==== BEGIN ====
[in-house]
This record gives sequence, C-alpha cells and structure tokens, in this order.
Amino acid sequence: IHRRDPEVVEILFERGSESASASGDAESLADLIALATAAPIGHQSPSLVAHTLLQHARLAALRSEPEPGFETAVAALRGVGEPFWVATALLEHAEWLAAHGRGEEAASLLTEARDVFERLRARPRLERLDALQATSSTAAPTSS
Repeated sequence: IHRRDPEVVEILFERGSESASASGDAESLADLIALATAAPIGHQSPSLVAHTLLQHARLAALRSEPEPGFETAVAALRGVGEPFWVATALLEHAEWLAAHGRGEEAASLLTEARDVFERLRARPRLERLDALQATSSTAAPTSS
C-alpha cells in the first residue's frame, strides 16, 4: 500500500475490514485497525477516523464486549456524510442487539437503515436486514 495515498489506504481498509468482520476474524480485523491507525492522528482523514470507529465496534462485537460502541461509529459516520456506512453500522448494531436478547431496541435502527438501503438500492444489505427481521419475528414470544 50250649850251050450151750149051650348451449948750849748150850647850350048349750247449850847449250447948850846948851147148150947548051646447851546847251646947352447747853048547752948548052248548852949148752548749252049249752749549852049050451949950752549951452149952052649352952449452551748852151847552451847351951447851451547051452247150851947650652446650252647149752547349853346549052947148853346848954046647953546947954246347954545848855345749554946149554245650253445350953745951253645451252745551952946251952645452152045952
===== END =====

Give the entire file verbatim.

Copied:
[in-house]
This record gives sequence, C-alpha cells and structure tokens, in this order.
Amino acid sequence: IHRRDPEVVEILFERGSESASASGDAESLADLIALATAAPIGHQSPSLVAHTLLQHARLAALRSEPEPGFETAVAALRGVGEPFWVATALLEHAEWLAAHGRGEEAASLLTEARDVFERLRARPRLERLDALQATSSTAAPTSS
Repeated sequence: IHRRDPEVVEILFERGSESASASGDAESLADLIALATAAPIGHQSPSLVAHTLLQHARLAALRSEPEPGFETAVAALRGVGEPFWVATALLEHAEWLAAHGRGEEAASLLTEARDVFERLRARPRLERLDALQATSSTAAPTSS
C-alpha cells in the first residue's frame, strides 16, 4: 500500500475490514485497525477516523464486549456524510442487539437503515436486514 495515498489506504481498509468482520476474524480485523491507525492522528482523514470507529465496534462485537460502541461509529459516520456506512453500522448494531436478547431496541435502527438501503438500492444489505427481521419475528414470544 50250649850251050450151750149051650348451449948750849748150850647850350048349750247449850847449250447948850846948851147148150947548051646447851546847251646947352447747853048547752948548052248548852949148752548749252049249752749549852049050451949950752549951452149952052649352952449452551748852151847552451847351951447851451547051452247150851947650652446650252647149752547349853346549052947148853346848954046647953546947954246347954545848855345749554946149554245650253445350953745951253645451252745551952946251952645452152045952